Maybe it just needs some ground rules about when/where it can be used. Maybe we could allow it if it had some sort of oversight/watchdog group. Maybe we can invent some new type of social compromise; after all, it's a new technique - maybe it needs a new way of fitting into our legal system.

On the other hand, maybe...

...it only needs a warrant.

Comment: Re:Why? (Score 1) 88

by IamTheRealMike (#47537871) Attached to: New SSL Server Rules Go Into Effect Nov. 1

To be slightly more accurate and less cynical, because their customers asked for one, and because there were no particular rules or guidelines laying out what to do with such requests thus no reason to refuse. Sure, any given CA could refuse on principle, in which case that customer would go to a competitor. That's why the CA system is regulated by browser/OS makers - to keep standards high in the presence of competitive market forces that would otherwise optimise for convenience.

Comment: Alternative explanation (Score 5, Insightful) 370

Routing traffic via the VPN changes the path the traffic flows over, possibly avoiding routes that are saturated and (who knows) pending upgrade.

It's tempting to imagine the internet as a giant blob of fungible bandwidth, but in reality it's just a big mess of cables some of which are higher capacity than others. Assuming malice is fun, but there isn't enough data here to say one way or another.

Comment: Re:Customer service? (Score 1) 861

"spazzies"? Really? You know, before the car accident that screwed me up, I was perfectly normal. Now that they've done surgery to correct the issue, I'm perfectly normal, with a little extra titanium hardware. We're all one car accident away from having the same issues. That is, unless you never leave your mother's basement.

Comment: Re:Customer service? (Score 1) 861

Ya.. There are are a bunch of whiny bitches here. :) The same ones who complain about kids, or the fact that I bypassed the lines in the courtesy wheelchair, because I couldn't walk through an airport.

Thanks. I am so delighted it got fixed. It only took about 1.5 years and a half dozen "expert" doctors to find one who knew what he was doing. I had sympathy for people who couldn't get around before. Now I have a *lot* more.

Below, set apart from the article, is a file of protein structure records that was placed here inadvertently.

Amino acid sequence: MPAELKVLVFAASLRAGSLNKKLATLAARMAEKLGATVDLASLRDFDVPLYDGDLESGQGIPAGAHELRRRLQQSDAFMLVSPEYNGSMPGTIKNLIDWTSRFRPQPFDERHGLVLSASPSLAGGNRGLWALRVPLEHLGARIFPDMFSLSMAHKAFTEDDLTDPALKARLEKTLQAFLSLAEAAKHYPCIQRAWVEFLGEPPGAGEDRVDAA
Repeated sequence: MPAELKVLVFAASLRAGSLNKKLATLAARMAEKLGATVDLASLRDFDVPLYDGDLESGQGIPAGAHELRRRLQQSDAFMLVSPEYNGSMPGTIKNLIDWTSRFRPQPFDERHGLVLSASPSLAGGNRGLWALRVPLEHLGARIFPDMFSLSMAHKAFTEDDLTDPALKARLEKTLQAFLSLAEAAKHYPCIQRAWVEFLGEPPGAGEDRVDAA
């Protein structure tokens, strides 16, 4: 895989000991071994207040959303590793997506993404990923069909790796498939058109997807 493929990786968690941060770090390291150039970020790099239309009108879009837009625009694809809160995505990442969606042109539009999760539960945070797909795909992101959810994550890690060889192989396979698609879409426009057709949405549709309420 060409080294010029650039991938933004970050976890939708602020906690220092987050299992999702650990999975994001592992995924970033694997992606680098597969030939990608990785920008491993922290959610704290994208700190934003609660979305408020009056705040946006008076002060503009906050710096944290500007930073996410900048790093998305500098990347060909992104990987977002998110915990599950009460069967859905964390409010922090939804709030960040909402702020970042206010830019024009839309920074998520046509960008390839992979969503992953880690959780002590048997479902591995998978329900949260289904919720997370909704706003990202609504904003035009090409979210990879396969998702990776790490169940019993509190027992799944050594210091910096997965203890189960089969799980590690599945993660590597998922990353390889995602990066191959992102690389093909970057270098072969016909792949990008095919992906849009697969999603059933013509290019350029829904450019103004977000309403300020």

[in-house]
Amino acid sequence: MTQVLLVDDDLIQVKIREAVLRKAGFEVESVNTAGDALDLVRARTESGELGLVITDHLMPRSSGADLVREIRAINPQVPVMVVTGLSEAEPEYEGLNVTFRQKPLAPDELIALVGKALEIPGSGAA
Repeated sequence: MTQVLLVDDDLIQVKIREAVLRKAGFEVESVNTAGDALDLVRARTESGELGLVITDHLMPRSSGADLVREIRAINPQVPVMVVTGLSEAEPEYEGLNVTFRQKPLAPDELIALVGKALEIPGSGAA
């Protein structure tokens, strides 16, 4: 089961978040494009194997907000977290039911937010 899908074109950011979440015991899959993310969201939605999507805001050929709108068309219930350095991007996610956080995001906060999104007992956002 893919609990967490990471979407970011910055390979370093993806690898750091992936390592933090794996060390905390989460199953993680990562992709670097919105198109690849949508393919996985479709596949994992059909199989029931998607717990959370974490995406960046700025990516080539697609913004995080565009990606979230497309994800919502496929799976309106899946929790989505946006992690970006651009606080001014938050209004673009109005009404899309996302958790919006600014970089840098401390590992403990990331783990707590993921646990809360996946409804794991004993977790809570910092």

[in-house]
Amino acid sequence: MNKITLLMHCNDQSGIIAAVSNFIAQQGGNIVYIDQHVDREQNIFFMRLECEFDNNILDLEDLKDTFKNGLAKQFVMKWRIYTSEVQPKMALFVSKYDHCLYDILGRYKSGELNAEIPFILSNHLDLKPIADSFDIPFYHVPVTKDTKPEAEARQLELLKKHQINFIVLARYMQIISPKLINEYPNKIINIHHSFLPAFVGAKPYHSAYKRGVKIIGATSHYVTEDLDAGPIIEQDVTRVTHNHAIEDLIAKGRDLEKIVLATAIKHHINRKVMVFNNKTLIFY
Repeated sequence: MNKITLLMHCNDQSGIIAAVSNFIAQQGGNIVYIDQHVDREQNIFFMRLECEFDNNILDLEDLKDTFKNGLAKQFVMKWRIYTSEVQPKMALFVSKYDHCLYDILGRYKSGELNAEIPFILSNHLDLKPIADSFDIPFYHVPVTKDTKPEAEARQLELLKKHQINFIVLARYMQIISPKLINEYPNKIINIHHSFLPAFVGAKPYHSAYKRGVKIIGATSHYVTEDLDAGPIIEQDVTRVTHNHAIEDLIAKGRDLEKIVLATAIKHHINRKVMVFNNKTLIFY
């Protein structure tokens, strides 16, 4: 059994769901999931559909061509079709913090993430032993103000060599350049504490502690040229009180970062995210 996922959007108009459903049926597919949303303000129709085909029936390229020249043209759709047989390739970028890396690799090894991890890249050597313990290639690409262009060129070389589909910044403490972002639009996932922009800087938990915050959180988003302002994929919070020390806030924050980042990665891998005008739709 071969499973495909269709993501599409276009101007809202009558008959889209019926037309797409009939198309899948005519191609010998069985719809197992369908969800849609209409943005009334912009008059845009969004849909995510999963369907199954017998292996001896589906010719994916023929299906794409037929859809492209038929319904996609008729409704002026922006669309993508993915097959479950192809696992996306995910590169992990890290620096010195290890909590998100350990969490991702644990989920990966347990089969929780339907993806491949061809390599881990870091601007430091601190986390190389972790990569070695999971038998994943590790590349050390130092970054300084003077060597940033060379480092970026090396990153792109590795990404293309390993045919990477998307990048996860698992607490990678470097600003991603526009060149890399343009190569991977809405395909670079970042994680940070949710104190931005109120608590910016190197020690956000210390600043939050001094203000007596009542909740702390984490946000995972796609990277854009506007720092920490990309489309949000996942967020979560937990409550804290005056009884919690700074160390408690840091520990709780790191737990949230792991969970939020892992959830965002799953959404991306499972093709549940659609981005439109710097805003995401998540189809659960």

Comment: Re:Customer service? (Score 1) 861

Only if you're lucky. Well, I think SW does that. No other airlines I fly do. I don't really care about kids. My ears have never really tolerated flying much, so I have to use the pressure relieving earplugs. Wearing noise cancelling headphones over them, I can barely tell the engines are running, much less screaming children. :)

Comment: Re:Customer service? (Score 4, Interesting) 861

No, you really want them to board first.

For the last year, up until last month, I was barely able to walk. I still had to fly for work. I boarded flights with the kids and anyone else that needed help.

The parent doesn't just stow their stuff and sit down. They stow the kids bags, get the kids to sit down, shut up, buckles on, no you can't go to the bathroom, blah, blah, blah.

For me, it took me about 4x as long just to get down the airway. A guy barely walking down the ramp with passengers walking normal speed definitely held up the flow, no matter how much room I tried to leave. I still got held up by the parents with kids, and I didn't care. I'd just sit on the nearest armrest until they were done.

You don't want me, or the parents with kids slowing you down. People are assholes enough boarding planes.

If you wait for them to board last, now you'll have parents trying to stow bags in the last few spots (if there are any), trying to get the kids in their seats at the same time, and having the kid(s) climbing over other passengers.

For me, barely able to walk, if I had to take the window seat, that would mean everyone in the other seat(s) would have to move. Walking on a cane, I wasn't able to just squeeze by anyone, especially if there were no good seats available. It was still hard just to get *to* the window seat.

And before any of you complain, since surgery I can walk fine. The cane is retired at least for another 30 years.

Comment: Re: Eh? (Score 1) 137

by IamTheRealMike (#47522441) Attached to: Internet Explorer Vulnerabilities Increase 100%

Did YOU look at the graph? The bars are comparing all of 2013 against the first half of 2014 (obviously, as the second half is in the future). So the fact that IE already matched last year's record is where the 100% figure comes from - it's another way to say "doubled". Unless the second half of 2014 has a lower exploit rate then the conclusion will be correct.

Comment: Re:Commodore 64 (Score 1) 368

by Wraithlyn (#47519989) Attached to: 'Just Let Me Code!'

So true. It was possible to literally know everything about the Commodore 64, down to every single byte.

And it was so great just flipping the power switch and instantly being in a programming environment. That blinking cursor was so irresistible, it just screamed of infinite possibilities, if you just knew what to type. Seems tragic in a way that that kind of built-in springboard doesn't exist in modern machines.

I still have my copies of Mapping the C64, and the hallowed C64 Programmer's Reference Guide (complete with full hardware schematic poster). :)

...this is an awesome sight. The entire rebel resistance buried under six million hardbound copies of "The Naked Lunch." - The Firesign Theater